Having been around on the continent for many years, it’s no surprise that tilt and turn windows are often referred to as ‘Continental’ windows.  

The weather-proofing and security features of tilt and turn windows have earned them a good reputation and are now gaining popularity in the UK. 

Designers and architects are recognising their flexible benefits; in particular their niche value when it comes to spaces that don’t allow for outward opening windows.

Whilst Tilt and Turn windows can – as with casement windows – open fully, their clever design means that they can be also be opened partially.

Bottom hinges mean they have a second option whereby they open from the top. This allows the window to be angled into the room letting in a smaller amount of ventilation.

Great Safety & Security

Naturally, this window type is favourable in family homes where there are children, as the small tilted opening invites fresh air in whilst keeping toddlers safe. 

As well as keeping toddlers in, the Tilt and Turn design also keeps burglars out, rendering it high on the list of the safety-conscious homeowner.  

The more complicated operating systems needed for the Tilt and Turn window means tougher security too.

The magic all happens with the handle and clever hinge mechanism of the Tilt and Turn window. 

With the handle locked downwards the unit is securely fixed. 

With a simple 90 degree turn the window will swing inwards allowing a full aperture opening. Turning the handle 180 degrees provides the tilt function where the widest opening is mainly at the top.  

As well as the safety and ventilation aspects of this type of window, the advantage of having them partially open but not allowing rain in, is something many people may never have considered.

Consider those intoxicating summer showers… you can enjoy the freshness of summer rain without the window sills getting drenched.

Additionally, tilt and turn windows actually look pretty appealing without a sash protruding outward, giving a smooth linear look from the outside of your home.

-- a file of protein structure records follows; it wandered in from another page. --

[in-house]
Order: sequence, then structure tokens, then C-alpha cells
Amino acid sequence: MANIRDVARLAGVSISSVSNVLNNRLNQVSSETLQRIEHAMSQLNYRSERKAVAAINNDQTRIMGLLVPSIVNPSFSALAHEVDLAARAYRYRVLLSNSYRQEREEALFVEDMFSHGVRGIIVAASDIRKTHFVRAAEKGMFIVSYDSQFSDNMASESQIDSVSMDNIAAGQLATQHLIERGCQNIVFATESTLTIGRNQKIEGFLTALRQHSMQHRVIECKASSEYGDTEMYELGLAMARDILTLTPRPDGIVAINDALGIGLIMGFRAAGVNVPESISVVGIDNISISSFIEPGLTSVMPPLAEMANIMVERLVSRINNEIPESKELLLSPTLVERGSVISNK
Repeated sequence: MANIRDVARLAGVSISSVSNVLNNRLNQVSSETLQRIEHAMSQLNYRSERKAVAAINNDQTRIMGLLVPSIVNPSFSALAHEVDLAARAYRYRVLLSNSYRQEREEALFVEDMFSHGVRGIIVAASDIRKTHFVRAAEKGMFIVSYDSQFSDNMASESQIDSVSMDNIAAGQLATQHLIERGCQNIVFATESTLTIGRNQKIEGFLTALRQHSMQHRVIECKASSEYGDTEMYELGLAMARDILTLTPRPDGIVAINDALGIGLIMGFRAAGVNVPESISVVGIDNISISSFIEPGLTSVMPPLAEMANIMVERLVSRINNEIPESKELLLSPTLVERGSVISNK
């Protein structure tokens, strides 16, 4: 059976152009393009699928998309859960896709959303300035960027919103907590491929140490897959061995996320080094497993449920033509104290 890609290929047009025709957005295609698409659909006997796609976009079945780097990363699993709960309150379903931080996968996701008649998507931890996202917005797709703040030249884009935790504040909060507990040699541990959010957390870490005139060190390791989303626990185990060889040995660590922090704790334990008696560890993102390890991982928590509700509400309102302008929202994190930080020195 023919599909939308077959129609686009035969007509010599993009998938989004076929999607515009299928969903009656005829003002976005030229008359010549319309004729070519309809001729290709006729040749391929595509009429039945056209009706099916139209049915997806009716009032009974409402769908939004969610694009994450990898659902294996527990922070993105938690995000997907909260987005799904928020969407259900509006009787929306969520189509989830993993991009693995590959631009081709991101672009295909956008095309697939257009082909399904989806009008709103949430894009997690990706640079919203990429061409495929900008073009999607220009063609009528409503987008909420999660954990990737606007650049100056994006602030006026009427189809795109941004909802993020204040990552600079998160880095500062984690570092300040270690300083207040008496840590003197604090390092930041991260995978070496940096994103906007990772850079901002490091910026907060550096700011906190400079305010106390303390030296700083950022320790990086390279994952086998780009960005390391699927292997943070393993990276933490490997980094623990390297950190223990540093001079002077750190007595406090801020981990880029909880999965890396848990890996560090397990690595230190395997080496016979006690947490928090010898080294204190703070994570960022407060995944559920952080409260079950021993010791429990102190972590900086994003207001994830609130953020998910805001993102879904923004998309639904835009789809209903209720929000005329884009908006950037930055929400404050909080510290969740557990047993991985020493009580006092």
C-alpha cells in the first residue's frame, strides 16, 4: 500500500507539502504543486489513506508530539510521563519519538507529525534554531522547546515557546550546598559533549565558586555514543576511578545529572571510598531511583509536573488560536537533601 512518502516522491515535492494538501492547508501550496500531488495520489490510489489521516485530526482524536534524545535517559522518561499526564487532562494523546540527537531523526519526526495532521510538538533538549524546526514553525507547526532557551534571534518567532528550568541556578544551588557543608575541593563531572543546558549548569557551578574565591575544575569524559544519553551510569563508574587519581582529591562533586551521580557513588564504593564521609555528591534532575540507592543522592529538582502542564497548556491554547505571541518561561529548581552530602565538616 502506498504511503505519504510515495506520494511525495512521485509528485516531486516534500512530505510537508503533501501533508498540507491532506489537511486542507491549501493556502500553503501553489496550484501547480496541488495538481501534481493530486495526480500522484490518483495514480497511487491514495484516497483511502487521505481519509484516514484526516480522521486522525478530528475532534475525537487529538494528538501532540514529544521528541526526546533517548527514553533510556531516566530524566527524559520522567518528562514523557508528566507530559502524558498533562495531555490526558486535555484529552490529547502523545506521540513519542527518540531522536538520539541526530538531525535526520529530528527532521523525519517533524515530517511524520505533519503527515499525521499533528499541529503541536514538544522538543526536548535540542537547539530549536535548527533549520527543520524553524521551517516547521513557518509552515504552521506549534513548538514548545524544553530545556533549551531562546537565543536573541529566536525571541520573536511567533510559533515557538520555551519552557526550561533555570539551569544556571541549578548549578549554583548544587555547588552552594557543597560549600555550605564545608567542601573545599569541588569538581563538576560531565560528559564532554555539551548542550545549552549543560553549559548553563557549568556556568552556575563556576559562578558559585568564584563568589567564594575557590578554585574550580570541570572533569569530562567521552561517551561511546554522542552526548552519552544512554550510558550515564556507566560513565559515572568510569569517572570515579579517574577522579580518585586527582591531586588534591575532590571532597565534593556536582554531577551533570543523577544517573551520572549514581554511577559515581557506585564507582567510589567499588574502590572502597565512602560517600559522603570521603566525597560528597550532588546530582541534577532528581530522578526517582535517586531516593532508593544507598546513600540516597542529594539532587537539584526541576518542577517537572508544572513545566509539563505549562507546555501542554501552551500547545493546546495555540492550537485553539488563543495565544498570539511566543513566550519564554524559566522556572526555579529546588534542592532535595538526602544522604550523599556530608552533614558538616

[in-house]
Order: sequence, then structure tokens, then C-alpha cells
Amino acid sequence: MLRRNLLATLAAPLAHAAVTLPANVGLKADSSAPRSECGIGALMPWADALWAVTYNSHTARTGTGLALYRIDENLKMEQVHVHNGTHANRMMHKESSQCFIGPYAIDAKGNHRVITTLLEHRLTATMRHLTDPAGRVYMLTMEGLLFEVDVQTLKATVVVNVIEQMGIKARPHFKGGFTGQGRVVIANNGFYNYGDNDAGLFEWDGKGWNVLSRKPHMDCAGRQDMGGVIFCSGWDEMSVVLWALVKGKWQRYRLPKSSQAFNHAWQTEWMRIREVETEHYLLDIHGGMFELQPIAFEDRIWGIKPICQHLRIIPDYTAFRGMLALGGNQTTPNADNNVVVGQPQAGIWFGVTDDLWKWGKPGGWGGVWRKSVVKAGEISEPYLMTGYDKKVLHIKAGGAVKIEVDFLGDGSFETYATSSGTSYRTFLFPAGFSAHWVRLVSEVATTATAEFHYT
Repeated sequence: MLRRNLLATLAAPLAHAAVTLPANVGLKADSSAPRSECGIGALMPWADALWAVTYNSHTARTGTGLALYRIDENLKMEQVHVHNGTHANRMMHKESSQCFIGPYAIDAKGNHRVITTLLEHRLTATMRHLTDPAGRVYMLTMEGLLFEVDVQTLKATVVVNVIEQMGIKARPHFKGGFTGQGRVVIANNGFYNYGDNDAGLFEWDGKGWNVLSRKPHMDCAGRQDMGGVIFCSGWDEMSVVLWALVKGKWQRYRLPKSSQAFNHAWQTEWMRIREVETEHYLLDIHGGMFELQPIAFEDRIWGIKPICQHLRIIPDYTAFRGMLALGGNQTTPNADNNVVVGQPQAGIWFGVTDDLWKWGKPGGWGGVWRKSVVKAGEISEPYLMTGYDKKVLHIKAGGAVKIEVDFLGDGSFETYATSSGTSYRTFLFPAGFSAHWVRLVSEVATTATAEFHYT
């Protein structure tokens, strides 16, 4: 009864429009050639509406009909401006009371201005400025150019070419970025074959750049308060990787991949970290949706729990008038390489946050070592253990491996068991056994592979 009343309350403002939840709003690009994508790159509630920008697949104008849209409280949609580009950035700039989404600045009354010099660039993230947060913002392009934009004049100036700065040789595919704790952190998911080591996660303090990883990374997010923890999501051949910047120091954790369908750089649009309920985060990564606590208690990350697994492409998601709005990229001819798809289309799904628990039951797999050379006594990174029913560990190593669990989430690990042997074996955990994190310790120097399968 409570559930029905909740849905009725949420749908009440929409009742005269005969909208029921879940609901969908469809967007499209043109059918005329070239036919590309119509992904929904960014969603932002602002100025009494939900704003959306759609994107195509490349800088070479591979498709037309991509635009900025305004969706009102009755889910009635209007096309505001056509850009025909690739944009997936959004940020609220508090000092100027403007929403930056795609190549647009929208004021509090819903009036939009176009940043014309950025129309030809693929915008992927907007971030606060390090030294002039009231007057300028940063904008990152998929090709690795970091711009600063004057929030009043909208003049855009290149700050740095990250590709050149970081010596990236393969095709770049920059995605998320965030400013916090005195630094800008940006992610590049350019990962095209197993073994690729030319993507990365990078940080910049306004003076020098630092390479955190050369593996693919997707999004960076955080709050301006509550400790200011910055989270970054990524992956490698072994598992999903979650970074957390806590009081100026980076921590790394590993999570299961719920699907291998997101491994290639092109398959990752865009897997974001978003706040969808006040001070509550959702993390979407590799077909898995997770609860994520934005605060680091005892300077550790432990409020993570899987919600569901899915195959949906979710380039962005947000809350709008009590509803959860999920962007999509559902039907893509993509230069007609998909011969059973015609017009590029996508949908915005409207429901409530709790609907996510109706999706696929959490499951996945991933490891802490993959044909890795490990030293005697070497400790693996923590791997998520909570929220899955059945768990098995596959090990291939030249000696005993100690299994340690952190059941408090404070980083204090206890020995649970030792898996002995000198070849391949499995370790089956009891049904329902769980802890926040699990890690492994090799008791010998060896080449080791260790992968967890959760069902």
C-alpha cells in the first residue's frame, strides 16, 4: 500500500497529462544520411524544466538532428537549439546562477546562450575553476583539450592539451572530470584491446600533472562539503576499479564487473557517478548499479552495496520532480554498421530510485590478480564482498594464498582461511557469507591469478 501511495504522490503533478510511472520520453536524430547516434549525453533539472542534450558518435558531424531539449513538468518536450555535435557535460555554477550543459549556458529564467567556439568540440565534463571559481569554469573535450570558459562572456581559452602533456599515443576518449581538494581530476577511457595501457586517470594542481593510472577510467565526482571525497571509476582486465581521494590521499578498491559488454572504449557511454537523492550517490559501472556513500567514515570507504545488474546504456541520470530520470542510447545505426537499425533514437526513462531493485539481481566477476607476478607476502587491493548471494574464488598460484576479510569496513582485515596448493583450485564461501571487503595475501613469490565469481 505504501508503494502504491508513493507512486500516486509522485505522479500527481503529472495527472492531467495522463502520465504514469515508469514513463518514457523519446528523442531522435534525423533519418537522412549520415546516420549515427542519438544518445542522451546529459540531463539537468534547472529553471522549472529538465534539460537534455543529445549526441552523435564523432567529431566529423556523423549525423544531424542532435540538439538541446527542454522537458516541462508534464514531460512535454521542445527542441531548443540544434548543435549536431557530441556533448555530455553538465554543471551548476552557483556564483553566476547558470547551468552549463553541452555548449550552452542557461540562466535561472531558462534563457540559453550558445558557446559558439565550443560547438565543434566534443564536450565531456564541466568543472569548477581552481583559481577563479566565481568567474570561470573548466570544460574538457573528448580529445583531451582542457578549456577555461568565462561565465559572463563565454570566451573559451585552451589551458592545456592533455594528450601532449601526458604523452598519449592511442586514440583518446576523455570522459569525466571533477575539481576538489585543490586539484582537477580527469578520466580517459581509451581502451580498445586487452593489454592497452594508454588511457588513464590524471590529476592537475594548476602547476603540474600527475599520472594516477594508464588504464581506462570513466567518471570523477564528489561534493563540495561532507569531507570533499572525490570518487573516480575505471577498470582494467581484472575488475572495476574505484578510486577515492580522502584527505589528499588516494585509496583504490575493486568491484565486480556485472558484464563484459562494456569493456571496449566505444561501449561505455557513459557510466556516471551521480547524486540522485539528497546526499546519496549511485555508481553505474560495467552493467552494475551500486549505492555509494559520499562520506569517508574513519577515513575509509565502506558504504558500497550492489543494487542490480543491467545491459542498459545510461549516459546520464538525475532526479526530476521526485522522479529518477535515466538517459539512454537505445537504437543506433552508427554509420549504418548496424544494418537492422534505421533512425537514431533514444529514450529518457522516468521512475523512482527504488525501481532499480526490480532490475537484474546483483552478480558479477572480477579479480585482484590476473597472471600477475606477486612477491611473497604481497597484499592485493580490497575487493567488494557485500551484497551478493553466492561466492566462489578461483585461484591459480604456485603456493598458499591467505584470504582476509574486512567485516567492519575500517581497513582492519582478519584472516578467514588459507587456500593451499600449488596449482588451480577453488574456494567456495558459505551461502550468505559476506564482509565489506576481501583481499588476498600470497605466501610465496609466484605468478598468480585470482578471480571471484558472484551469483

Tilt and Turn windows are great for bathrooms where ventilation is of the utmost importance. The glazing options available ensure natural light can flood in whilst the importance of privacy is not compromised.

Because Tilt and Turn windows tend to have better seals that sliding, single or double hung windows, they are far less prone to leakage and draughts.

What materials can Tilt and Turn be manufactured in?

As with other windows, Tilt and Turn can be manufactured in uPVC, aluminium or timber.  

Timber will of course require a higher level of maintenance but those who wish to maintain a certain style to their home, perhaps replacing existing wooden windows will be pleased to know the smart system of Tilt and Turn can be of their choosing.

Aluminium is the more expensive of the three but with the price tag comes strength and durability.  For those who consider sustainability and are conscious of environmental issues, aluminium is also recyclable.

As with aluminium, uPVC is available in an impressive range of colours or even wood grain, yet markably cheaper.  That said, it is advisable to ensure of a good quality uPVC as poor grades of this material are prone to warping and discolouring.

Whether you’ve done your research and love the genius technology that Tilt and Turn windows offer or if you are only now discovering this slick system, rest assured that the Tilt and Turn window is here to stay. 

Once tried, this canny method of ventilating your home whilst staying mindful of security and efficiency is hard to leave behind.

Looking to compare options? Check out our round up of the different types of windows here.

Matt James
Matt James

Hi, Matt here! I started out almost 20 years ago as a teenager working in the family business fitting doors, windows and conservatories. I now run this website to share the best tips and advice for anyone looking to get a good deal on double glazing.